It starts as a sneeze, perhaps an occasional cough. Then, before you can say “It’s allergy season!,” you have full-blown symptoms.
In the U.S. alone, allergic rhinitis (commonly known as hay fever) affects between 10 percent and 30 percent of all adults and up to 40 percent of children.
This year has been particularly difficult for allergy sufferers. According to the National Climatic Data Center, the first quarter of 2012 was the warmest on record for the contiguous U.S. — a record that dates back to 1895.
Warmer temperatures have caused many plants to bloom earlier, increasing the amount of pollen and making the allergy season longer and stronger than ever before.
Allergies can do more than simply cause watery eyes and nasal congestion. They can disrupt sleep and affect one's ability to focus on daily activities such as work or school.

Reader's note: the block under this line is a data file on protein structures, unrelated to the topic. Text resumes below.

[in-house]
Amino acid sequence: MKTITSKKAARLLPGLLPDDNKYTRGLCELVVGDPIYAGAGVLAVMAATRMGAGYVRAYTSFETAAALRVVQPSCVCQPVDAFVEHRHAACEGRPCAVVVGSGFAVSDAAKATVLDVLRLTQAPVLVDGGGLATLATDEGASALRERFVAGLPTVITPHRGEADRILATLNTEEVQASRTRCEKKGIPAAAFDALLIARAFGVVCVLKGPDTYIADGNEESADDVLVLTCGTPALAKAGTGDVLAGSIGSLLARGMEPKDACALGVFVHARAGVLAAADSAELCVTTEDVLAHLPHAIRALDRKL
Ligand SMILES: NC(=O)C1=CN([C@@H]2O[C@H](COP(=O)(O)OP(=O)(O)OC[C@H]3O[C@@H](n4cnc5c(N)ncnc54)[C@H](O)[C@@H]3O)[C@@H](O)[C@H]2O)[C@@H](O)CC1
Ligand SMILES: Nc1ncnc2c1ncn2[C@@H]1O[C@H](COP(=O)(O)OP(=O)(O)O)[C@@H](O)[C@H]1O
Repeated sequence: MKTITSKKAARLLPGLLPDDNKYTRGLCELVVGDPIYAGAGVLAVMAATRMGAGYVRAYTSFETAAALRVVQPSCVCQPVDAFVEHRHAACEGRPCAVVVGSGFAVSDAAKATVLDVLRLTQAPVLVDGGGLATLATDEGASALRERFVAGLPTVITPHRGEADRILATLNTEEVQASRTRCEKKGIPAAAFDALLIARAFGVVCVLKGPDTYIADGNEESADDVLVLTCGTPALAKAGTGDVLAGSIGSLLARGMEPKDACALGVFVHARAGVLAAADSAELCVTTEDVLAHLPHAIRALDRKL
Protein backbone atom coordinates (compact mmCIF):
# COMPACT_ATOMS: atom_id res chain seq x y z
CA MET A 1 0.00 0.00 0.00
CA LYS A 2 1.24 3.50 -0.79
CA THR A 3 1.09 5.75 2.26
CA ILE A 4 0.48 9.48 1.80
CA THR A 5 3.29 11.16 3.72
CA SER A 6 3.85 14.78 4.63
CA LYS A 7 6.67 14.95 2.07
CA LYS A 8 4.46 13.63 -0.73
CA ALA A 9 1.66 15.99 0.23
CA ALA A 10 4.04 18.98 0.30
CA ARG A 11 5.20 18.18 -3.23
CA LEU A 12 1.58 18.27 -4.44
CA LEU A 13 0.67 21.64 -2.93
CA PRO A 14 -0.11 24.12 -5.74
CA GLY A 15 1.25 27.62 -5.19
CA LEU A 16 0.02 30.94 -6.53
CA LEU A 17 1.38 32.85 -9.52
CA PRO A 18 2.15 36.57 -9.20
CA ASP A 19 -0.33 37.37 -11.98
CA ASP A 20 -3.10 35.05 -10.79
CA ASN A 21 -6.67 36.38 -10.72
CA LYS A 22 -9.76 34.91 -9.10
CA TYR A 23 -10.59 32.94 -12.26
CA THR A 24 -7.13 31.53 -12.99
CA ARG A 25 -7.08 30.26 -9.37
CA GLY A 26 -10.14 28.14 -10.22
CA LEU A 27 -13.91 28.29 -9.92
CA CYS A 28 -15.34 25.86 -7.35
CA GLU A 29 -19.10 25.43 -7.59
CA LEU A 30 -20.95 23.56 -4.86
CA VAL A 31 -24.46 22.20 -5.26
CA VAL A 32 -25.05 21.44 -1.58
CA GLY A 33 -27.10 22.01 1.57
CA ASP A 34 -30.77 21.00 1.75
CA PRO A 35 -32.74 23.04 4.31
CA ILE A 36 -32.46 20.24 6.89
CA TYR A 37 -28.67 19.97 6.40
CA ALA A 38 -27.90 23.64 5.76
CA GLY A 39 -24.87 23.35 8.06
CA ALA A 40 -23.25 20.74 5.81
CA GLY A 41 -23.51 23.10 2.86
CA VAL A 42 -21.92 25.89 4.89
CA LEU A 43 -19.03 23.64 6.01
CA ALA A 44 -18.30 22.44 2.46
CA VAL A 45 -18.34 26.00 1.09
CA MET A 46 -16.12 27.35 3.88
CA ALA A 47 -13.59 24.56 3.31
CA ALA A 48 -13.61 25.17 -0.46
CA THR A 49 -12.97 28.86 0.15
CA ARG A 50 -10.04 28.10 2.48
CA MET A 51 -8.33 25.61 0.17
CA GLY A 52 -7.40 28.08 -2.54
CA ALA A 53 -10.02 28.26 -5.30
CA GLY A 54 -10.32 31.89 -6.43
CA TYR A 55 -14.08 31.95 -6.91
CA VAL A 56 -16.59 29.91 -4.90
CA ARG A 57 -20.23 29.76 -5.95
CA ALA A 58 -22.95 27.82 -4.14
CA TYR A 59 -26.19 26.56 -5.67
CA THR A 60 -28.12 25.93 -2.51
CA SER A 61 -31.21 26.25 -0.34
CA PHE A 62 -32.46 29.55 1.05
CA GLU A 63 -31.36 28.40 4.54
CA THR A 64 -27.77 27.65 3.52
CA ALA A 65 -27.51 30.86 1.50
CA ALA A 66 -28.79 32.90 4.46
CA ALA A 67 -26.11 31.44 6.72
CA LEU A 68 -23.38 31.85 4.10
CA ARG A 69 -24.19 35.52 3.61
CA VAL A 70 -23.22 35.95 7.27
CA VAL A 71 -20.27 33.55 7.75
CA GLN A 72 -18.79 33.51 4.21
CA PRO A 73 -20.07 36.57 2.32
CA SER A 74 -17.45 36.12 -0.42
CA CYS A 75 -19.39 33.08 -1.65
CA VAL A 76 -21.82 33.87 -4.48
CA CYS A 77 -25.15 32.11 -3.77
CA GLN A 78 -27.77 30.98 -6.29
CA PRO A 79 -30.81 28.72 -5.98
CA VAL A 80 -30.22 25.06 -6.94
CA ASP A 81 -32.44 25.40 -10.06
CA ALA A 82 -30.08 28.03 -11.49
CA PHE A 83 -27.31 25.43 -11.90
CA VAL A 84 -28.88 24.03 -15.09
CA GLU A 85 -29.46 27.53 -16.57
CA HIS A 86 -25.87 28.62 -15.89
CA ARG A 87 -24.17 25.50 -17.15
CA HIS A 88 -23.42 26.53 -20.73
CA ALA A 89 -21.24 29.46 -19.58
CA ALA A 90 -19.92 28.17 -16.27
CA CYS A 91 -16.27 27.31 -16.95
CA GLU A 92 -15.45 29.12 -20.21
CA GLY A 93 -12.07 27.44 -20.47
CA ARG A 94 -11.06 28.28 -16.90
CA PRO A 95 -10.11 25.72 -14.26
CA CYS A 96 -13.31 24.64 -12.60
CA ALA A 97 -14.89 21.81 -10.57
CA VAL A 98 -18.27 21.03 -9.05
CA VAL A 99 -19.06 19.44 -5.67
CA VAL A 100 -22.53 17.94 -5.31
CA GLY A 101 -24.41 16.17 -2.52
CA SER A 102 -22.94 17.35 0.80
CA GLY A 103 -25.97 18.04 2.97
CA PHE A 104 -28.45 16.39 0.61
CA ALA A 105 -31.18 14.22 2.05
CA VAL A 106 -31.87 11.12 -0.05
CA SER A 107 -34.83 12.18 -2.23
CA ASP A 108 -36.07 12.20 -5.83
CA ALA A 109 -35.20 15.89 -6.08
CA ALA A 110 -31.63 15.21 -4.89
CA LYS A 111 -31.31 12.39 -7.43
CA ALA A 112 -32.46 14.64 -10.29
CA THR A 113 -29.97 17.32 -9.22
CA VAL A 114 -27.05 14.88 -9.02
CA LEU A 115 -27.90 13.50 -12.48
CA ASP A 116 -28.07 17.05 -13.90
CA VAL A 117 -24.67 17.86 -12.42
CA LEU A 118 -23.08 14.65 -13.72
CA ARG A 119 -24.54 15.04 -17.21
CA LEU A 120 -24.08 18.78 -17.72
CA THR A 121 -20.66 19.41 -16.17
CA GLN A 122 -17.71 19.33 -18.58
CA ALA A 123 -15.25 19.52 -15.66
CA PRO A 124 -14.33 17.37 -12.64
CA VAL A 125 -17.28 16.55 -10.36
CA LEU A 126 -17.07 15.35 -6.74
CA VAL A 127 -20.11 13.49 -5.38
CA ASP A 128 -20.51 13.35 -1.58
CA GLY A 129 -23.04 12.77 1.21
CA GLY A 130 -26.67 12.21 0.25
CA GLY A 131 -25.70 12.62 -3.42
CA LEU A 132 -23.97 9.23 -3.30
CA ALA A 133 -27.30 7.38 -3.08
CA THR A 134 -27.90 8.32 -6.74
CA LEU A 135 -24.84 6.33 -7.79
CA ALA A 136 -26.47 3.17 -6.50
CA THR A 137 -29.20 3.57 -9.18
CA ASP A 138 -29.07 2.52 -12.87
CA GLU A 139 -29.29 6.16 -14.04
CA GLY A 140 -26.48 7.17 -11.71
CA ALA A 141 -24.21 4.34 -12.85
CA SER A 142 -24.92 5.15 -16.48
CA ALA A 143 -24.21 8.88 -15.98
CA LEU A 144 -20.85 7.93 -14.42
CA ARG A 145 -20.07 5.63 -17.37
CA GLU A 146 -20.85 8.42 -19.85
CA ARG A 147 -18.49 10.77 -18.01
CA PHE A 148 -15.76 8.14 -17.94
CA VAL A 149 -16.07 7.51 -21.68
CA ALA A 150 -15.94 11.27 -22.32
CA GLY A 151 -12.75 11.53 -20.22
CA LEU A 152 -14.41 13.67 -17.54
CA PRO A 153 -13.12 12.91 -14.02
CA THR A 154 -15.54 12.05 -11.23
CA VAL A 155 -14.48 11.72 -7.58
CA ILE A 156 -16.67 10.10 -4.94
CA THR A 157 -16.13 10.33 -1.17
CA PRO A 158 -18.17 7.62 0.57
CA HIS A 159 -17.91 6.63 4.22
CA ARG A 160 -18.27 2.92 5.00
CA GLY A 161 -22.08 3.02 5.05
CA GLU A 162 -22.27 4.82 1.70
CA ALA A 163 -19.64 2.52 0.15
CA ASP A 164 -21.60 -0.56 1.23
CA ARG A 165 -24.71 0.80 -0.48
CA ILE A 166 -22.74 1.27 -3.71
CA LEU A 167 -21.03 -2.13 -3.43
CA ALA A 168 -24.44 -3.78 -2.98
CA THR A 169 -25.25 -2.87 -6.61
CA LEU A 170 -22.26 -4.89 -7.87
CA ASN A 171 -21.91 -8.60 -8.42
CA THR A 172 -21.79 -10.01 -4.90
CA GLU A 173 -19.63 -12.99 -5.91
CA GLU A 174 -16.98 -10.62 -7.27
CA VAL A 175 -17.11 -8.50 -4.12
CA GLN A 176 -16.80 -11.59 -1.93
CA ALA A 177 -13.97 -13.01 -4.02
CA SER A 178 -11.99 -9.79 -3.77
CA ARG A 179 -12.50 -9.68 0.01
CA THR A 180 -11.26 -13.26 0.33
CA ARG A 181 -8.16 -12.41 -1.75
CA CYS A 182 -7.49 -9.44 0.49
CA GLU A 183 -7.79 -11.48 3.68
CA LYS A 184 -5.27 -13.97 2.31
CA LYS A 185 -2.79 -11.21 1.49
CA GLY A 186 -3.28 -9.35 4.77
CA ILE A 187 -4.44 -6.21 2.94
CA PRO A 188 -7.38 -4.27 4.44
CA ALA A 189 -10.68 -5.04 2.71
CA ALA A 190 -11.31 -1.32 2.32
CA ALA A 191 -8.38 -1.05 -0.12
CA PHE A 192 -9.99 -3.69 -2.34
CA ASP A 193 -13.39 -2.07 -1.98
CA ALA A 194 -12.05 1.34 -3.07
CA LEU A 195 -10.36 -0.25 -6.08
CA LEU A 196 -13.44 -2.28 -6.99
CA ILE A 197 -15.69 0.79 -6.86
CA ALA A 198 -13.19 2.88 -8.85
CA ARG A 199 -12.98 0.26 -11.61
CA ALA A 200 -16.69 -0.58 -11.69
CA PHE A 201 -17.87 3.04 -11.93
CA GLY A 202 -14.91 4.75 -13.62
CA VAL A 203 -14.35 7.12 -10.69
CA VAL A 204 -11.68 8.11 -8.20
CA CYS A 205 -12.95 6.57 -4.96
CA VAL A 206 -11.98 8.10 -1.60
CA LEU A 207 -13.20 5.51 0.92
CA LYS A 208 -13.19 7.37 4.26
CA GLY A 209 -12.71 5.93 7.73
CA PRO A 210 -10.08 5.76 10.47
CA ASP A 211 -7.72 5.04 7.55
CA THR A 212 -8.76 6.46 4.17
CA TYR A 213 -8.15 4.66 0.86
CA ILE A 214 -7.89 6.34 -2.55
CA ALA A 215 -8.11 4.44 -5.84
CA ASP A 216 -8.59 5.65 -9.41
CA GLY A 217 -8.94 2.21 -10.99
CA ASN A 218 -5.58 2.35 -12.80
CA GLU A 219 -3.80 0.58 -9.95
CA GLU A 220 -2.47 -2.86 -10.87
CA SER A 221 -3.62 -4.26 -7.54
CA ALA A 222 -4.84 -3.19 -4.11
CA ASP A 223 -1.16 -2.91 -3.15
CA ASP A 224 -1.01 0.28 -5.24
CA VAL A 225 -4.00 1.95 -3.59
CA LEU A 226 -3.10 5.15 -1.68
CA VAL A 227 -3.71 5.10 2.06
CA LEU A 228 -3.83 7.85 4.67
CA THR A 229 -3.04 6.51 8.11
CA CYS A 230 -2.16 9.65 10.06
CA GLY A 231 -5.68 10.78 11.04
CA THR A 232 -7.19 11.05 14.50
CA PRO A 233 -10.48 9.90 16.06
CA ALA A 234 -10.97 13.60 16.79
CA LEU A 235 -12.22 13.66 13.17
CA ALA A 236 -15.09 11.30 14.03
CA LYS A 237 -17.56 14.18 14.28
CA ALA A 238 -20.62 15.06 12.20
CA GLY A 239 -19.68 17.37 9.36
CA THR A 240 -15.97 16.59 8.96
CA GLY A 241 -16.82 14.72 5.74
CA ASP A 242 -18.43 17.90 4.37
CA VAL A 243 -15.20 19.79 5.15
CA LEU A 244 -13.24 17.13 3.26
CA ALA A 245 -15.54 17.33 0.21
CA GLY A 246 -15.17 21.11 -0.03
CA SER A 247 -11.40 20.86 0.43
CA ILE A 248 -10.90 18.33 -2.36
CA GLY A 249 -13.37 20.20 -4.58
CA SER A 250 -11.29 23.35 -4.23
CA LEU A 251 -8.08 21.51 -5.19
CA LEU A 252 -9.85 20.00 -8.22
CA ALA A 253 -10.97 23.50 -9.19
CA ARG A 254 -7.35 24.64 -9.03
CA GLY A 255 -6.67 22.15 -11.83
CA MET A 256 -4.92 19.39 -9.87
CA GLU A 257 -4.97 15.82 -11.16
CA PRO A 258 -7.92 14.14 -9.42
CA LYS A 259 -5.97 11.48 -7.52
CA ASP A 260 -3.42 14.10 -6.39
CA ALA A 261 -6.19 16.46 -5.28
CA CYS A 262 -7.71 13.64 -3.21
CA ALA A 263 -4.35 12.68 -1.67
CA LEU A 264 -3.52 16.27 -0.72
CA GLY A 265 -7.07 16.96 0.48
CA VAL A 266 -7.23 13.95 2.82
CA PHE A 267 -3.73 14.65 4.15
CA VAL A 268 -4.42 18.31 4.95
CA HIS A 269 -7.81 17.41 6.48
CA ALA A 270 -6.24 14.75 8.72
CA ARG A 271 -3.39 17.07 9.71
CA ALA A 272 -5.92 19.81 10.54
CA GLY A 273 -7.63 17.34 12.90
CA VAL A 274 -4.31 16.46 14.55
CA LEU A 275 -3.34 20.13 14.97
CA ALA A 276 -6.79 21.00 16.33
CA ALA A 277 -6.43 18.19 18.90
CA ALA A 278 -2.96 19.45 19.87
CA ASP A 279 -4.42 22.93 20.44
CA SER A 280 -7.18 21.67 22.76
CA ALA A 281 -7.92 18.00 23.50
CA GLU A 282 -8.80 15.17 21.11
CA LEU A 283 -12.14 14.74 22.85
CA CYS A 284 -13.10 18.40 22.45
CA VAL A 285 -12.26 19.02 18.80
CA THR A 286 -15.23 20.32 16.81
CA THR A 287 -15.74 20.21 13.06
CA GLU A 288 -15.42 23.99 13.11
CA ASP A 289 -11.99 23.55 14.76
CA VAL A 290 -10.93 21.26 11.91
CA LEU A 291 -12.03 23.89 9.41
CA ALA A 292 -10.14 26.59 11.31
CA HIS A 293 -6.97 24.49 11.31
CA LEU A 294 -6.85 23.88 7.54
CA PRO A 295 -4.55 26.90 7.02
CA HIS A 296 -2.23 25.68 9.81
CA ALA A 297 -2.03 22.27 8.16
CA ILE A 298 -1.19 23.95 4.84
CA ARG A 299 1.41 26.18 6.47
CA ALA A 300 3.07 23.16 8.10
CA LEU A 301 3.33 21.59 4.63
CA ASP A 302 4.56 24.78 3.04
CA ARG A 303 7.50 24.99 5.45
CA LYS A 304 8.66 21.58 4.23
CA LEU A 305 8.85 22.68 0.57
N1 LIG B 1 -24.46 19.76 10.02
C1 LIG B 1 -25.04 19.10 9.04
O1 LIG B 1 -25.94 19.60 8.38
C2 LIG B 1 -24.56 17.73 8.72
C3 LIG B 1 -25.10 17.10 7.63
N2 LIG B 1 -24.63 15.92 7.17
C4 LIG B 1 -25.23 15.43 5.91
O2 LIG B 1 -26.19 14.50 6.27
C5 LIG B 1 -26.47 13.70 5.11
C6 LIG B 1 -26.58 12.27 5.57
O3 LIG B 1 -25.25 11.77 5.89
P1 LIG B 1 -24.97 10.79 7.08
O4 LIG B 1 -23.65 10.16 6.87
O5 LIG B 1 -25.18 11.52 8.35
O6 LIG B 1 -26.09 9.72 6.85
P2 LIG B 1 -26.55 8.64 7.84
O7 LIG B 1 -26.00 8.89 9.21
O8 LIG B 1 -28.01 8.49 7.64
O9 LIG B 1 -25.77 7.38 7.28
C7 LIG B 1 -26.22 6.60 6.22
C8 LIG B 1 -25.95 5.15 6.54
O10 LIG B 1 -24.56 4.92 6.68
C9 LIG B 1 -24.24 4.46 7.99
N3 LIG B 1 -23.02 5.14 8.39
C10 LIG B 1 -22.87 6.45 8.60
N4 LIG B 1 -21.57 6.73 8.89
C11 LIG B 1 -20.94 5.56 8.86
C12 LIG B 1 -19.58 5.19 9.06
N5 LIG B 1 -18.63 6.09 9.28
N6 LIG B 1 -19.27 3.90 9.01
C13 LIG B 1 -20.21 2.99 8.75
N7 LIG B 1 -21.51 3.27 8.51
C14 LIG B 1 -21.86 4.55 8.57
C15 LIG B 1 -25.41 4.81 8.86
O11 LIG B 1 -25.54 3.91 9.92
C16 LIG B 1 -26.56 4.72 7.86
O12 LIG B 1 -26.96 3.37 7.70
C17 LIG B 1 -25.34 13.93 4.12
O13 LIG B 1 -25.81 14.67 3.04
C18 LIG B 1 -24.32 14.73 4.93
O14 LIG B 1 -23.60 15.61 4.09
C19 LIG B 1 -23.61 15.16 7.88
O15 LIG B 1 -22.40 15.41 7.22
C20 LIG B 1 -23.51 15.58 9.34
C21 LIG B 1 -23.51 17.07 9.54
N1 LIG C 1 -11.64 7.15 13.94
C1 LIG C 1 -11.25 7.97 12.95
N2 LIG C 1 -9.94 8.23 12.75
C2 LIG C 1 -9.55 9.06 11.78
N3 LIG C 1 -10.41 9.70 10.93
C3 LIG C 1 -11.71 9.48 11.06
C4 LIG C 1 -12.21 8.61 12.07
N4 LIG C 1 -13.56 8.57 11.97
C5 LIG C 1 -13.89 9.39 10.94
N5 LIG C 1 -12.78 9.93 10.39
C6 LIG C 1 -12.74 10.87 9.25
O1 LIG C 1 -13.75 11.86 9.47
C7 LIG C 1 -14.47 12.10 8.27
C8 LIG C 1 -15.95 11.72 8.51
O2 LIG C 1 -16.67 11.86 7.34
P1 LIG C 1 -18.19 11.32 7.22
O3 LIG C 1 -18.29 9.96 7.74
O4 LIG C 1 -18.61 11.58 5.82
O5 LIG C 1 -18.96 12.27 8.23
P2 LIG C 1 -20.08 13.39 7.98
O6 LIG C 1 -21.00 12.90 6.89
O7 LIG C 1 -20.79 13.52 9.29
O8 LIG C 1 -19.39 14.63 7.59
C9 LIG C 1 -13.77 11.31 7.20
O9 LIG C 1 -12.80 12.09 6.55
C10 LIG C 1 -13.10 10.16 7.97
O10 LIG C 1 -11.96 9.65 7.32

In addition, the same substances that trigger hay fever symptoms may also cause asthma symptoms such as shortness of breath, wheezing and chest tightness.
Outdoor factors such as pollen aren’t the only causes of allergies. Indoor allergens such as dust mites and animal dander can also trigger allergy symptoms.
People should take simple steps to educate themselves about their allergies and ways to improve their quality of life. Learn more about how to help manage your allergies.